What Is A Flagship Car?

Have you ever come across a brand talking about its “flagship” product?

It’s a fairly common term in the worlds of business and marketing.

How about a car company talking about its flagship car? You might also have encountered that term.

For example, on the Lexus website, the LS is specifically referred to as the brand’s flagship vehicle:

But what exactly is a flagship car? This is one of those terms that doesn’t have a standard, universally-accepted dictionary definition, so it’s well worth clarifying the meaning.

In this short edition of Car Facts, I’m going to explain what a flagship car is and give some examples.

Flying The Flag For The Brand

The actual definition of a flagship comes from the nautical world, being a ship that carries the commander of a fleet/group of ships.

Over time, the term has become more of a metaphor for the best/highest profile products/or services a brand offers.

For example, Apple’s flagship product is arguable the iPhone. Airbus’ flagship plane is the A380.

Another way of looking at a flagship product is as being the product for which the brand is best-known. For example, Adobe’s flagship product is Photoshop. Windows is Microsoft’s flagship product.

A flagship car is therefore an automaker’s premier, prestige model – and/or the car for which it is best known.

Some definitions posit that the flagship car of a brand is the one that the manufacturer wants famous people to be seen in. Another way to look at it is the flagship car is the car in a manufacturer’s lineup that buyers really want to own, but cannot necessarily afford. Brands like to put their best foot forward to create a positive association for other products and services.

Traditionally, flagship cars have tended to be high-end luxury sedans; the sort of cars that C-suite executives and wealthy individuals might buy. In fact, some people define flagship car as an automaker’s biggest, most luxurious and most expensive car.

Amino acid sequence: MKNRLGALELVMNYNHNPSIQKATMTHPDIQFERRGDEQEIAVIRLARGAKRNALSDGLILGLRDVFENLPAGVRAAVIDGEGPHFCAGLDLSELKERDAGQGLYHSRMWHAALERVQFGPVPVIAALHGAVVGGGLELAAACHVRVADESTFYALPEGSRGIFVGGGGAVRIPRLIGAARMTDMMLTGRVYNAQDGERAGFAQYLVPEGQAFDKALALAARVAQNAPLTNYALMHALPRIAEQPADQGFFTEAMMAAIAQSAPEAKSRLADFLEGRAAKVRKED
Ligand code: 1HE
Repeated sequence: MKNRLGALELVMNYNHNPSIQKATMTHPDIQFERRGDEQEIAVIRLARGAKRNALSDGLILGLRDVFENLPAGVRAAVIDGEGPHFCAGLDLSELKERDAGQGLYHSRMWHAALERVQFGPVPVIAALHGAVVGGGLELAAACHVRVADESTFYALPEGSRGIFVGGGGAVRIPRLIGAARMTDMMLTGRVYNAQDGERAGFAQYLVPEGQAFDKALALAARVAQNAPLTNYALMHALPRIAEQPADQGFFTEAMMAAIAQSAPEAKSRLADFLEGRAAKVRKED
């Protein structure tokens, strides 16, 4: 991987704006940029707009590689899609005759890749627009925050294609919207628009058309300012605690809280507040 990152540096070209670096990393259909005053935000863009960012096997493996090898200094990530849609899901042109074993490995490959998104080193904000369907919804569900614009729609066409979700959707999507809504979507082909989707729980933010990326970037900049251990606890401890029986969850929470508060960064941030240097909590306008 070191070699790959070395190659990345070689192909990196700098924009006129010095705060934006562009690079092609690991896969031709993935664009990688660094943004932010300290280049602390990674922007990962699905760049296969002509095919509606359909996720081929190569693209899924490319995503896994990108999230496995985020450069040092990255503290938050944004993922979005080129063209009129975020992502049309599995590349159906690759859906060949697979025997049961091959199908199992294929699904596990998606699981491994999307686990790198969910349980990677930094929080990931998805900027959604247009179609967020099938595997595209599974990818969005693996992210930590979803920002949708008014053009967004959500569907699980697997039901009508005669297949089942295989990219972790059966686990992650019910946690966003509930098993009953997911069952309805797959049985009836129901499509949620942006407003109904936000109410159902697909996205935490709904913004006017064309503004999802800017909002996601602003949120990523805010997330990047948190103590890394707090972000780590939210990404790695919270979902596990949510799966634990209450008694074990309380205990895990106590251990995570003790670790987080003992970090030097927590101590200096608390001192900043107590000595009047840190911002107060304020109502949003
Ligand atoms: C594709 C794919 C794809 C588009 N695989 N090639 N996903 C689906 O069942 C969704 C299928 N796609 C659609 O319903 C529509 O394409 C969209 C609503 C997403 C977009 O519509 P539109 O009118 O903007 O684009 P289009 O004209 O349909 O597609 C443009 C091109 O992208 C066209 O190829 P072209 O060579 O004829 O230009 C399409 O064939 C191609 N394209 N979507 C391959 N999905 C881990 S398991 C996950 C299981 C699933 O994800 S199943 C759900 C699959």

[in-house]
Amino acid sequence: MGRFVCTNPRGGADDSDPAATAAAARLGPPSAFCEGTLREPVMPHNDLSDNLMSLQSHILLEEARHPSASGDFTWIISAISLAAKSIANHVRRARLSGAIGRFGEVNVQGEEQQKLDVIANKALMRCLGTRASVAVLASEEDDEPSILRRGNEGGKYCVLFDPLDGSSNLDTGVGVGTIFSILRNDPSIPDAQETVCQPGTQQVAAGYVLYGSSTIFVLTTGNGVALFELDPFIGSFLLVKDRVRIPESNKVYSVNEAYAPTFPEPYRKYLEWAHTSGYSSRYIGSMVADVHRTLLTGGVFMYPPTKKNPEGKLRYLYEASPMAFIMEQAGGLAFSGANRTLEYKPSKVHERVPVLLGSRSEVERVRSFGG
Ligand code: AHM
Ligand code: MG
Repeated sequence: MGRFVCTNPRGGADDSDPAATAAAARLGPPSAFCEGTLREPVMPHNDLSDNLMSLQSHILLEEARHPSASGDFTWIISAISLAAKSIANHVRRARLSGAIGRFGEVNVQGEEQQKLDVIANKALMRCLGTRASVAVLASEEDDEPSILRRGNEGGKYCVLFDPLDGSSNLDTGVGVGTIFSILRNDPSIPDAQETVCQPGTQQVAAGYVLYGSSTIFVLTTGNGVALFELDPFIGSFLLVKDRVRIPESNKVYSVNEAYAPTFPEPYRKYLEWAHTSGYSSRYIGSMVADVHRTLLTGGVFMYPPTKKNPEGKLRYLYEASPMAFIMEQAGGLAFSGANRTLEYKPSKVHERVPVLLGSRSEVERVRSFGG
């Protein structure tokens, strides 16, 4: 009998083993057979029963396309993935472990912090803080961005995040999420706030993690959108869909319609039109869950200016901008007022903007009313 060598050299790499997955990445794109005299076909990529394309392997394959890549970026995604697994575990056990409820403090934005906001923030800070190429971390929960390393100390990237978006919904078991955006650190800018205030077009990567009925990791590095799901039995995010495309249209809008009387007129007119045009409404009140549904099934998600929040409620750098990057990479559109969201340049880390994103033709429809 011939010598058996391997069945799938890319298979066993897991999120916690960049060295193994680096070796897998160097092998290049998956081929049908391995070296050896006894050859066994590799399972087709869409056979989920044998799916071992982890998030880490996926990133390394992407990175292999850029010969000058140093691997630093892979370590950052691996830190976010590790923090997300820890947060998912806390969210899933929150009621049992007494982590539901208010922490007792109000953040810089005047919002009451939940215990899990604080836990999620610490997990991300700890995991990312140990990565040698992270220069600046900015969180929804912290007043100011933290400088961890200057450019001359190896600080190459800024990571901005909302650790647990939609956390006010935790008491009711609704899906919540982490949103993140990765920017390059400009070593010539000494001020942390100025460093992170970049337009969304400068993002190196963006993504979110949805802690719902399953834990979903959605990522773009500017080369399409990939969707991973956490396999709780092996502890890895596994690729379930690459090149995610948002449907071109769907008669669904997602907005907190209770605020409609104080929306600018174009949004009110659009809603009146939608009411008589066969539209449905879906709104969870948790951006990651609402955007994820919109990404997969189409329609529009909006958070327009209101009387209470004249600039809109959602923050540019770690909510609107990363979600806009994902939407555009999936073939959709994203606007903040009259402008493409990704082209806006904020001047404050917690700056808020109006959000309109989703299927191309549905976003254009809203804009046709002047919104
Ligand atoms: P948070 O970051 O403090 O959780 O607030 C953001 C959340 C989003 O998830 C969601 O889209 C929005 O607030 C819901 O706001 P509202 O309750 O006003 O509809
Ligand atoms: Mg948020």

For example, BMW’s flagship has long been the 7 series, or the S-Classs for Mercedes-Benz, or the A8 for Audi.

However, depending on the lineup of vehicles that any given manufacturer offers, the flagship car might not be a luxury sedan. For example, Cadillac’s modern flagship is the Escalade (although the brand was once a byword for luxury American sedans). Porsche’s flagship model has long been the 911 … it’s the Porsche you really want to own, although you might be happy to settle for a Boxster or Cayman.

Flagship Car vs Halo Car

In a recent article, I wrote in more detail about what a halo car is. In that article I explained the differences between a halo car and a flagship car (the fundamental difference being that a halo car is more about developing a vehicle that won’t necessarily sell well or be profitable, but instead draw substantial attention to the brand).

For example, the Lexus LFA wasn’t a flagship car – Lexus’ flagship has always been the LS – the LFA was a halo car designed to draw attention to the brand but not necessarily sell in big volumes.

In the early/mid 2000s, Ferrari’s halo car was the Enzo, while the F430 was probably more accurately described as the brand’s flagship model.

There aren’t specific dictionary definitions of either term, and some people use flagship car and halo car interchangeably.

Recap – What Is A Flagship Car?

Although there is not a set ‘dictionary definition’ for flagship car, fundamentally the term is used to denote a vehicle that is a car maker’s top-of-the-line, premier model.

Historically, the term has typically referred to a given brand’s premium luxury sedan, but it’s possible for a sports car or SUV to be a flagship as well.

A flagship car is what the average customer knows the brand for, and is the car you are meant to aspire to own.

You want a BMW 7-series (the flagship) but your budget only stretches to a 5-series. You want a Porsche 911, but you need something more practical so you buy a Cayenne instead.

A marque’s flagship represents the best the brand has to offer, and is typically an aspirational purchase.

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